New from Apple – CI/CD with Xcode Cloud
Big news from WWDC this week! In addition to macOS Monterey, iOS 15, iPadOS 15, and a host of other new software features, Apple announced a new CI/CD service built into Xcode and integrated with TestFlight called Xcode Cloud. Apple says that Xcode Cloud will “accelerate the development and delivery of high-quality apps by bringing together cloud-based tools that help you build apps, run automated tests in parallel, deliver apps to testers, and view and manage user feedback.”
We applaud Apple’s move to increase adoption of continuous integration and delivery in the iOS and macOS space, as our past survey results have indicated that a large percentage of developers on smaller iOS and macOS development teams are not yet benefitting from CI/CD. For many years, MacStadium has been the infrastructure backbone of CI/CD platform Buddybuild (acquired by Apple in 2018), so we’re excited to see that Apple is really making an effort to ensure macOS and iOS developers learn and adopt CI/CD as an investment in their professional development future with this new Xcode Cloud platform.
So, what do we know about Xcode Cloud so far and what does it mean for iOS developers? We’ve rounded up answers to your initial questions. Stay tuned to the MacStadium blog for updates over the next few months as Apple moves closer to a widespread release sometime in 2022.
What’s included in Xcode Cloud?
Xcode Cloud can help you organize, manage, and document source code changes with Git source control, improving your project’s quality by tracking and reviewing code changes. Build, run, and test your project on multiple simulated devices in less time than you traditionally could.
When Xcode Cloud verifies a change to your code, it can automatically deliver a new version of your app to testers with TestFlight, or make a new version available for release with App Store Connect. You can also upload the exported app archive or a framework to your own server.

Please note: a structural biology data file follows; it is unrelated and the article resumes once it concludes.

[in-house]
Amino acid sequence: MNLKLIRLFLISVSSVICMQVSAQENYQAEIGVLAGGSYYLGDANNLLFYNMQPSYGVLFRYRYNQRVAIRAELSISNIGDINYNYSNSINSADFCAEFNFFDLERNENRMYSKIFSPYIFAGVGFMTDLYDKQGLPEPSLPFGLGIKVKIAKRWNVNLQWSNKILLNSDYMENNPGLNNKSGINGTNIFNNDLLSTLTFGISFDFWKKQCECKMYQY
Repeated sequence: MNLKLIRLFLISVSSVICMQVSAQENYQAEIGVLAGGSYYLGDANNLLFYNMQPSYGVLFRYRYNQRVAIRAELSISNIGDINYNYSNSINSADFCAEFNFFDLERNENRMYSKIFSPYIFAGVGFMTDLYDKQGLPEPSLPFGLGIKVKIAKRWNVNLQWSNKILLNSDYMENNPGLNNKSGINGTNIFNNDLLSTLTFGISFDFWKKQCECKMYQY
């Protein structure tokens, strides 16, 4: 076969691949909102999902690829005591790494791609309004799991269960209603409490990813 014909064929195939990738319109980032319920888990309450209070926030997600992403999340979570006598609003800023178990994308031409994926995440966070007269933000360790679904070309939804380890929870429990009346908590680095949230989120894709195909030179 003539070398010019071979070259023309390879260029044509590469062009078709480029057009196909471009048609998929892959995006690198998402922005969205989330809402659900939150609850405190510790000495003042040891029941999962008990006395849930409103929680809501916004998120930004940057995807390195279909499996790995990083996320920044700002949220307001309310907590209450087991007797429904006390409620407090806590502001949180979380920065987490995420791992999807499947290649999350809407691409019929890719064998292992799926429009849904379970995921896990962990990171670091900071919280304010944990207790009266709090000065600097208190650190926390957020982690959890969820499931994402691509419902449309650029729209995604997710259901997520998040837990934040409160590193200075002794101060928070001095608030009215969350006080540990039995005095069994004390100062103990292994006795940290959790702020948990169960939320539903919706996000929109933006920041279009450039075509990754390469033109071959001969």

If you develop code as a team, or if you work on several changes at the same time, it’s common to use separate branches for each change and then create pull requests (PRs) to receive code reviews from your peers. With Xcode 13 and Xcode Cloud, you can create, view, and comment on PRs, and merge changes into your codebase if you host your Git repository with a platform like GitHub or Bitbucket.
What are the limitations?
Since Xcode Cloud is built for Xcode 13 (and later), it’s specifically designed for the Apple platform. Xcode cloud requires all projects to be Xcode projects and workspaces. If you are building and testing cross-platform and/or Android apps, it will only support the iOS portion of your CI/CD pipeline.
To access and use Xcode Cloud, your team will need to be running the latest version of Xcode 13 as well as the latest versions of macOS, Big Sur or Monterey. However, Xcode Cloud does provide access to legacy and unreleased beta OSs for building and testing. It also provides the capability to target a variety of hardware target types for simulation/build.
While Xcode Cloud does support custom scripting and tools like Homebrew, it does not yet support configuration as code, as you may find in other CI/CD tools. While Xcode Cloud is a great option for developers and developer teams, it is not built to seamlessly integrate into existing complex enterprise-scale CI/CD pipelines. It is a very developer-centric tool centered around the Xcode IDE which could prove to be challenging for other team members like DevOps engineers. In most cases, the responsibility of managing, configuring, and maintaining the CI/CD process with Xcode Cloud will be the responsibility of the developer or development team directly through the use of the Xcode UI or scripts.